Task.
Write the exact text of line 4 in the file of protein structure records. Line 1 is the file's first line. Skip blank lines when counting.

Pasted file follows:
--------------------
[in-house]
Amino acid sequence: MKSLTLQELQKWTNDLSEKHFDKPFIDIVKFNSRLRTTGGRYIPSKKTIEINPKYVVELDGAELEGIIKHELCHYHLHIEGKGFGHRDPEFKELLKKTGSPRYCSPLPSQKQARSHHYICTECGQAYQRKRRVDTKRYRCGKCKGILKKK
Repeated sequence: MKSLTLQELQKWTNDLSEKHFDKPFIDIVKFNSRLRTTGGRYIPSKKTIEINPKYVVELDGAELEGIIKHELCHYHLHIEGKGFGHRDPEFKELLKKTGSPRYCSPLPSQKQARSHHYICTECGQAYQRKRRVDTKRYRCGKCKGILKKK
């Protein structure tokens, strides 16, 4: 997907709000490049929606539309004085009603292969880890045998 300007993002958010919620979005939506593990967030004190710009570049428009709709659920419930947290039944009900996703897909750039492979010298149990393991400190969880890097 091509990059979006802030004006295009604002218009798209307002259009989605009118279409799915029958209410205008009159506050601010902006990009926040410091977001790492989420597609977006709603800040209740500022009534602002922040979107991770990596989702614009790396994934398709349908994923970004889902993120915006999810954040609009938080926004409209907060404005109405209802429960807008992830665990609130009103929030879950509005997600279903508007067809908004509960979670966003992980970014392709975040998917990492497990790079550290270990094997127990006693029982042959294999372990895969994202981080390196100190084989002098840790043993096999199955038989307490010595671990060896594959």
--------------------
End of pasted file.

């Protein structure tokens, strides 16, 4: 997907709000490049929606539309004085009603292969880890045998 300007993002958010919620979005939506593990967030004190710009570049428009709709659920419930947290039944009900996703897909750039492979010298149990393991400190969880890097 091509990059979006802030004006295009604002218009798209307002259009989605009118279409799915029958209410205008009159506050601010902006990009926040410091977001790492989420597609977006709603800040209740500022009534602002922040979107991770990596989702614009790396994934398709349908994923970004889902993120915006999810954040609009938080926004409209907060404005109405209802429960807008992830665990609130009103929030879950509005997600279903508007067809908004509960979670966003992980970014392709975040998917990492497990790079550290270990094997127990006693029982042959294999372990895969994202981080390196100190084989002098840790043993096999199955038989307490010595671990060896594959």